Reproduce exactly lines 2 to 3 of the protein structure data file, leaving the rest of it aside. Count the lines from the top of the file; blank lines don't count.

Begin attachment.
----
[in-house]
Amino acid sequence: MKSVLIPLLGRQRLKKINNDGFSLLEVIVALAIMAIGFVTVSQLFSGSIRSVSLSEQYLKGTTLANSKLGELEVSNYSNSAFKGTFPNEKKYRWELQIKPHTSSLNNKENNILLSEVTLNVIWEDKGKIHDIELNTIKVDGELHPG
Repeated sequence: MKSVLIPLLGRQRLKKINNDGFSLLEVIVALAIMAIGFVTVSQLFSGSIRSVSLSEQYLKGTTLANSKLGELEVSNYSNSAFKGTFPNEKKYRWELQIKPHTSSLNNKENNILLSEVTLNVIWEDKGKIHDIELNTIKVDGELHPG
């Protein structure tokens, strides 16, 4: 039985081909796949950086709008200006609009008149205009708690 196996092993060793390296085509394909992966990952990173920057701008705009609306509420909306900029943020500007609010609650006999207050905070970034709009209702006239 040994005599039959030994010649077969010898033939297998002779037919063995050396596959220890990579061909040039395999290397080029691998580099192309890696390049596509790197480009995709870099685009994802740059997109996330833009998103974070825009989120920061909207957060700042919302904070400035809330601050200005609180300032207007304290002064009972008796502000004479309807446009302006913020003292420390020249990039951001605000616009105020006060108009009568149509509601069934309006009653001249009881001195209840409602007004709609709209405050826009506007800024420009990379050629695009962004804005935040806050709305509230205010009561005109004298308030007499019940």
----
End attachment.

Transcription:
Amino acid sequence: MKSVLIPLLGRQRLKKINNDGFSLLEVIVALAIMAIGFVTVSQLFSGSIRSVSLSEQYLKGTTLANSKLGELEVSNYSNSAFKGTFPNEKKYRWELQIKPHTSSLNNKENNILLSEVTLNVIWEDKGKIHDIELNTIKVDGELHPG
Repeated sequence: MKSVLIPLLGRQRLKKINNDGFSLLEVIVALAIMAIGFVTVSQLFSGSIRSVSLSEQYLKGTTLANSKLGELEVSNYSNSAFKGTFPNEKKYRWELQIKPHTSSLNNKENNILLSEVTLNVIWEDKGKIHDIELNTIKVDGELHPG